Community Spotlight: Jillian Johnsrud

Community Spotlight: Jillian Johnsrud

Community Spotlight: Jillian Johnsrud

Community Spotlight: Jillian Johnsrud

    Welcome to the second installment of the Community Spotlight! These posts highlight some of the amazing work that people are doing within their communities at home, abroad, and everywhere in-between.

    Today, I am featuring a personal finance blogger who's built her life around volunteering and giving back to her community: Jillian Johnsrud, who blogs over at Her story is absolutely amazing, and her outreach spans across the entire globe.

    These posts contain a series of short questions - in bold. Please reach out to Jillian and show her some love for taking her precious time to give back to his community. We need more people like her around.

    1: What exactly are you doing within your community?

    My husband was in the military so over the last 15 years we have lived in 4 states. But in each place, we have always been drawn to causes involving people. People who others don’t seem to see or often get passed over.

    In Idaho, we helped with a food bank for migrant workers. I didn’t speak a word of Spanish, but it was awesome looking at warm smiles and packing bags of food. We also helped with a youth outreach program. When we married, about 25% of our home guests were teenagers from that program! We just couldn’t say no. My husband was volunteering with the youth group on the day he met me, then he invited all of them when he proposed.

    So, of course, they all wanted to be at the wedding.

    In DC, we ended up running our own youth program. Mostly helping kids living in poverty or dealing with neglect, drug use or abuse. We also adopted our oldest son while we lived there, a teen from foster care. On our very first date, I asked Adam how he felt about adopting!

    It was always part of our plan.

    I also volunteered with the organization International Justice Mission. They help provide justice to people around the world facing slavery, sex trafficking or wrongful imprisonment. I loved the work they did so much but have almost no real skills to help in the incredibly challenging work they do. So I started bringing baked goods. For 100 people. I would make biscotti or brownies or chips and guac. I made Easter baskets with gift cards. I made breakfast once. When we had orders to move to Europe, the staff of 120 threw me a going away surprise party. That absolutely incredible team of people gave me a standing ovation and it was one of the most meaningful gestures of my life.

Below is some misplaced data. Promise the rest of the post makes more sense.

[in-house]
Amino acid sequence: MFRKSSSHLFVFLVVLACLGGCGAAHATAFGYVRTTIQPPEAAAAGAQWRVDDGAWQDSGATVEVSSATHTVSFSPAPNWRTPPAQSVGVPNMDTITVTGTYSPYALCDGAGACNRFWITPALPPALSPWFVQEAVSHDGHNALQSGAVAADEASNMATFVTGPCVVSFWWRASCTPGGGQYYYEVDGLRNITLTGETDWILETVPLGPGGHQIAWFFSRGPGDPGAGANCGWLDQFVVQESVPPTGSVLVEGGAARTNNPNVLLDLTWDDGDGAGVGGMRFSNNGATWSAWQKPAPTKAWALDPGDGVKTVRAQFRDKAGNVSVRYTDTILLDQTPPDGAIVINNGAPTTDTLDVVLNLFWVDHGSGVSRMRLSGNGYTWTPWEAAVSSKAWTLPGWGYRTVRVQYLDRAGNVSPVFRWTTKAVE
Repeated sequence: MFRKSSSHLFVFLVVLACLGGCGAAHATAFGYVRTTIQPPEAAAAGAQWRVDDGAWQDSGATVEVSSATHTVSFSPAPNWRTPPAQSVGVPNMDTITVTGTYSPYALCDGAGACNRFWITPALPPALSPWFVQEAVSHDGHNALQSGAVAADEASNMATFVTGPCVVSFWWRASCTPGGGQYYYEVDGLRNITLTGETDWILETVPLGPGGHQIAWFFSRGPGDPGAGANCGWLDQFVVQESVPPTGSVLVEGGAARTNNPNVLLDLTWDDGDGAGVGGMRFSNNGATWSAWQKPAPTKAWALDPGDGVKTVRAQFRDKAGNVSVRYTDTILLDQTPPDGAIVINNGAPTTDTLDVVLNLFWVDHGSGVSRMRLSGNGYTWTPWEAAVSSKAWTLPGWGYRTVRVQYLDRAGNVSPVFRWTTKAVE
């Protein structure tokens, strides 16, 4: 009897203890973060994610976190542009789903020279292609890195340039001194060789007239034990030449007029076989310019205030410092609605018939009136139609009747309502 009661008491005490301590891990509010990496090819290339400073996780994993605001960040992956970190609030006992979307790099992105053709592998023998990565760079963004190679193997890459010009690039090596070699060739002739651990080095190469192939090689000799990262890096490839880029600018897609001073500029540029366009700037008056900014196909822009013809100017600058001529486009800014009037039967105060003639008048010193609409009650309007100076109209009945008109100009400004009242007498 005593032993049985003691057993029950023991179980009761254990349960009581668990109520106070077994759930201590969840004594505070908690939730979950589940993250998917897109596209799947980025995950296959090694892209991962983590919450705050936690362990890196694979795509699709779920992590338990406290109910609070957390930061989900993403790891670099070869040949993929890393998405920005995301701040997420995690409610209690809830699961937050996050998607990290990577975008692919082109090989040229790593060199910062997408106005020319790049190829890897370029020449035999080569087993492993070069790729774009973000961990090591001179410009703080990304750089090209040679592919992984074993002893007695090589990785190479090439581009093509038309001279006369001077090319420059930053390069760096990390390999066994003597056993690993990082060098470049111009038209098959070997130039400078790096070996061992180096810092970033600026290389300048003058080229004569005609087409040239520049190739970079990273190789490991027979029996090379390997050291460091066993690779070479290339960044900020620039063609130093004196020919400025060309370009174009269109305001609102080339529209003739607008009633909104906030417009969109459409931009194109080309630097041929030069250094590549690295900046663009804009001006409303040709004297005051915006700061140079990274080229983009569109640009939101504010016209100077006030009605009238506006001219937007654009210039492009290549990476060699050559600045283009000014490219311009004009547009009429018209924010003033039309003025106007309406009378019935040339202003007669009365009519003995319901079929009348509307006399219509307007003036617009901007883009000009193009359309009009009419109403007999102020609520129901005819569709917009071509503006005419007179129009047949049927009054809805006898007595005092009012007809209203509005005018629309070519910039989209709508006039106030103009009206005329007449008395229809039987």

In Germany, I helped start a monthly luncheon for the local homeless. We made it restaurant style and I decorated. A full three-course meal that lasted a couple hours giving volunteers and guests time to get to know each other and spend time together over a nice, relaxed meal.

    I also started volunteering with MOPS while in Germany (Moms of Preschoolers). I ended up serving with them for 7 years. Encouraging other moms with young kids towards personal growth and connection.

    With that group, I helped organize a Christmas gift drive for an orphanage in Hungry for a few years. We took all the gifts to Hungry and would spend a week in the orphanage with the kids celebrating the holiday. I made some great friendships with the kids there, most of whom would never be adopted, that I continue 8 years later.

    When we moved home to Montana, we adopted 3 more kids from foster care. A sibling group who had bounced around far too many times and separated. After a few years in recruiting and training foster parents, my husband left his job in 2016. He volunteers on the board of a local non-profit that serves the local working poor and homeless providing therapy, classes, medication and a host of wrap-around services. I have given talks to local foster parent training groups, youth programs, and head start. We have been very active in the foster and adoptive community and with CASA (court appointed special advocates).

    2: How is it impacting your community? Can you recall any success stories?

    We try to be people who show up.